U-M receives $11.7M grant for Parkinson’s disease research


The University of Michigan has been awarded a five-year, $11.7 million grant from the National Institute of Neurological Diseases and Stroke to re-establish a Morris K. Udall Center of Excellence in Parkinson’s Disease Research.

The U-M team of clinician-researchers is led by Roger Albin, Anne B. Young Collegiate Professor of Neurology, co-director of the Movement Disorders Division, and director of the U-M Parkinson’s Foundation Research Center of Excellence.

NINDS previously funded the U-M Udall Center from 2015-20. There are five Udall Centers nationwide, established in memory of the late U.S. Rep. Morris K. Udall of Arizona, who died from Parkinson’s disease in 1998. 

Up to 70 percent of patients with Parkinson disease fall each year, quadrupling the rate of hip fractures, leading to extended hospitalizations, increased use of skilled nursing facilities and eventual nursing home placement and increasing the risk of death.

U-M scientists developed evidence that falls and related gait problems, resistant to currently available treatments, arise from degeneration of brain cells that use the neurochemical messenger acetylcholine. Brain acetylcholine deficits likely contribute to cognitive deficits in Parkinson’s patients and impair the integration of cognitive functions with motor performance.

This grant funds four interrelated projects designed to better understand the relationship between falls, other gait problems, cognitive impairments, and deficits of different populations of brain acetylcholine cells.

The U-M Udall Center research team is an interactive and productive group of investigators from disciplines that include neurology, radiology, psychology and biostatistics.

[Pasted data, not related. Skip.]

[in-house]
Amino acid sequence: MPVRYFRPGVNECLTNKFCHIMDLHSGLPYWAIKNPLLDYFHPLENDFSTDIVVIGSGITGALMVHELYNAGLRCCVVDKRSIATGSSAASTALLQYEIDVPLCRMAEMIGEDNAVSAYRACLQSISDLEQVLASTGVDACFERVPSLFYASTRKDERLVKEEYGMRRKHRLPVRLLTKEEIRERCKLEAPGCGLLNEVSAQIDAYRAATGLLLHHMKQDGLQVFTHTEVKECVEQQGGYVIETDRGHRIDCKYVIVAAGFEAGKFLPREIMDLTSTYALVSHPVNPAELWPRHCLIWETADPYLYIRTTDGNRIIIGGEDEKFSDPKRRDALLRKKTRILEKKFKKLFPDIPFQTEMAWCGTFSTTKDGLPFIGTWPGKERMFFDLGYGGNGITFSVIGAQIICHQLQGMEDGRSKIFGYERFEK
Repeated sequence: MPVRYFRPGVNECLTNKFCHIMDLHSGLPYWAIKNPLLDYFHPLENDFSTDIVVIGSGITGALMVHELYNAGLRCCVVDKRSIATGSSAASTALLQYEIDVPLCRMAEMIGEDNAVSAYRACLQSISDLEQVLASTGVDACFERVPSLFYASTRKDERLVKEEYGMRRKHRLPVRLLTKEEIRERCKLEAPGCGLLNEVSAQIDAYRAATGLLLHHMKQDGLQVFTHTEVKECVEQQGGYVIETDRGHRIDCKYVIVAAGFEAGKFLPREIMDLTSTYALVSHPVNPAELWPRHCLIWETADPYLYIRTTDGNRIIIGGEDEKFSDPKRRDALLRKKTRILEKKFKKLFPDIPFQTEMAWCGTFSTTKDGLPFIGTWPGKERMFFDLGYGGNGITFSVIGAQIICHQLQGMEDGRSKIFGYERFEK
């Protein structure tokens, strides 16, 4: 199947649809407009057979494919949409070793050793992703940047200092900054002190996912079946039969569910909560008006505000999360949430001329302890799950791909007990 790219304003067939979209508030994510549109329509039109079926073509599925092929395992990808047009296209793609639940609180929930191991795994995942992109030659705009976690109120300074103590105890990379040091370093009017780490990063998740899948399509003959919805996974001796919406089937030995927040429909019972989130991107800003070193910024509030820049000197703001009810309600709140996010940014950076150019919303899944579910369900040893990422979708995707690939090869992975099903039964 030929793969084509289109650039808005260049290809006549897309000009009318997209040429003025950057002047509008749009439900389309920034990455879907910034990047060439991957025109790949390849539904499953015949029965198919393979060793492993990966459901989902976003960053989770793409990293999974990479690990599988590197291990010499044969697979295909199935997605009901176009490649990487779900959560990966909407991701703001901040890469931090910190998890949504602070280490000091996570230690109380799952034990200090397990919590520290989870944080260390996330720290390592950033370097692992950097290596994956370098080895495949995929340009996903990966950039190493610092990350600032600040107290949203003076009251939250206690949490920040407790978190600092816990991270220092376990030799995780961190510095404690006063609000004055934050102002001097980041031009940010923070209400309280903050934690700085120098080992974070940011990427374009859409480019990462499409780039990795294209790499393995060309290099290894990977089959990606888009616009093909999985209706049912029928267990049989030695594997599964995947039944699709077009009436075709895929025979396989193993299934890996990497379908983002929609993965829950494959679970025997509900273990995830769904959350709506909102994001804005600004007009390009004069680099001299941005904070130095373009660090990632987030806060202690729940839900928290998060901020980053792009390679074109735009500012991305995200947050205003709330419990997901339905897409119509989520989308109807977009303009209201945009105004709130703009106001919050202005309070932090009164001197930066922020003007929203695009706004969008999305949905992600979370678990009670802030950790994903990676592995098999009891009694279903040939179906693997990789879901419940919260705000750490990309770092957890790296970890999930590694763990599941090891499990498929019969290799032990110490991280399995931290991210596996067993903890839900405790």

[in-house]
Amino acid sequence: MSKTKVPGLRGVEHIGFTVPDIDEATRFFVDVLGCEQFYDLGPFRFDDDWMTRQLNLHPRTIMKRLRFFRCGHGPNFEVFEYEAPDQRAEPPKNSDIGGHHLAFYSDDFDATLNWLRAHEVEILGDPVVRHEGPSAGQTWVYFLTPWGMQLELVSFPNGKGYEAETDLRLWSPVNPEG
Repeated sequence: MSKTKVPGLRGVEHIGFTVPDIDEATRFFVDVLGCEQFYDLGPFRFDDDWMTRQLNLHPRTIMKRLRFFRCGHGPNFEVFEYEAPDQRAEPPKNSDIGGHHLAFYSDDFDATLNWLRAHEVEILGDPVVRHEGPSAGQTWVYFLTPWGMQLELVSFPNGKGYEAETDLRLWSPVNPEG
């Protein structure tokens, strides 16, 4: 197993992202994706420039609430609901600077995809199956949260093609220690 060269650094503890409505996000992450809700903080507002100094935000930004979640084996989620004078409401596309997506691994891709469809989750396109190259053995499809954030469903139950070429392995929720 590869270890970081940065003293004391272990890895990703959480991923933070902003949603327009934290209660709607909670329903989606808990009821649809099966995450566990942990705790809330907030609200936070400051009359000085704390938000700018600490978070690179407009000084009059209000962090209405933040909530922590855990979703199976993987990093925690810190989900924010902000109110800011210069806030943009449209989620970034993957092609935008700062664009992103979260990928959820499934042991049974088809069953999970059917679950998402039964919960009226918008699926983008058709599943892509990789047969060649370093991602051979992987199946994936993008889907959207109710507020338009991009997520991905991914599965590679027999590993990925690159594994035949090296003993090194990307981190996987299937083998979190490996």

Participants led by U-M investigators Nicolaas Bohnen, professor of radiology and neurology, and Kirk Frey, David E. Kuhl Collegiate Professor of Radiology and Neurology, use novel brain-imaging methods to show that the loss of various types of brain cells is strongly associated with falls, other gait problems and cognitive deficits, loss of the ability to pay close attention to one’s movements and environment, and impairment of the perception of other forms of information important for movement. 

In closely related animal model work, the specific circuits underlying these problems are being investigated by investigator Martin Sarter, Charles M. Butter Collegiate Professor of Psychology, casting light on how attentional information is integrated with movement mechanisms to produce gait coordination. 

Albin uses brain-imaging methods to probe how loss of acetylcholine cells causes cognitive deficits and may identify a group of Parkinson’s subjects at risk for faster progression. In parallel work, Omar Ahmed, assistant professor of psychology, neuroscience and biomedical engineering, is studying cellular mechanisms of acetylcholine signaling in spatial navigation.

These projects are supported by a team of biostatisticians and data analysts, led by F. DuBois Bowman, dean of the School of Public Health, and Cathie Spino, professor of biostatistics. Prabesh Kanel, research investigator in radiology, and Robert Koeppe, professor of radiology, direct application of new imaging methods. Parkinson’s disease outreach efforts are led by Kelvin Chou, co-director of the Surgical Therapies Improving Movement Program, and co-director of the Movement Disorders Division.



  1. Robin West
    on September 30, 2021 at 7:41 am

    Please include Lewey Body Dementia patients in your study. A great number of them have Parkinsonism associated, and they have falls.

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